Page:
This text is part of:
Table of Contents:
 This was the end of this hotly contested siege. In order that the enemy might not make another attempt on his works, Octavius stationed a part of his army, that was held in reserve, alongside the fortifications, and instructed others in other places to leap upon the wall at the sound of the trumpet. Although no one urged them on, they went through this exercise continually, in order to become familiar with it, and to inspire the enemy with fear. The troops of Lucius began to grow down-hearted, and, as usually happens in such cases, the guards relaxed their vigilance, and thus desertion became more frequent, not only of the common soldiers, but, in some cases, of the higher officers also. And now Lucius inclined toward peace, out of pity for the perishing multitude, but the fears of some of the enemies of Octavius for their own safety still restrained him. But as Octavius was observed to treat the deserters kindly, and the desire for peace increased among all, Lucius began to fear lest, if he refused, he should be delivered up.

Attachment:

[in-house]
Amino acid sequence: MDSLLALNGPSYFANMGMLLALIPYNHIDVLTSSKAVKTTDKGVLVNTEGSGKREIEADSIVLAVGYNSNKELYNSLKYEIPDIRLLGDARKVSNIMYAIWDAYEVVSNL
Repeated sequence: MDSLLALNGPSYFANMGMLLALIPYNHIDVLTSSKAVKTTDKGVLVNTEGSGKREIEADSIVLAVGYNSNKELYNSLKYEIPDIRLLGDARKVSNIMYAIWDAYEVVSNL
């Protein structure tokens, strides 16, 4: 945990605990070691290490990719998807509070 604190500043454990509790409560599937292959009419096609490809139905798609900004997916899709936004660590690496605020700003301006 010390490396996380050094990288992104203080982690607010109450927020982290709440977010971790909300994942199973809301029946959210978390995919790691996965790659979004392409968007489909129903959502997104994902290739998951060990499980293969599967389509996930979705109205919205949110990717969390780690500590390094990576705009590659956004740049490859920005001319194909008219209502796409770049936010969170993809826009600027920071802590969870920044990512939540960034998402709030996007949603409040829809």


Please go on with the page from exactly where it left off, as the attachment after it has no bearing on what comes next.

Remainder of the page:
This work is licensed under a Creative Commons Attribution-ShareAlike 3.0 United States License.
An XML version of this text is available for download, with the additional restriction that you offer Perseus any modifications you make. Perseus provides credit for all accepted changes, storing new additions in a versioning system.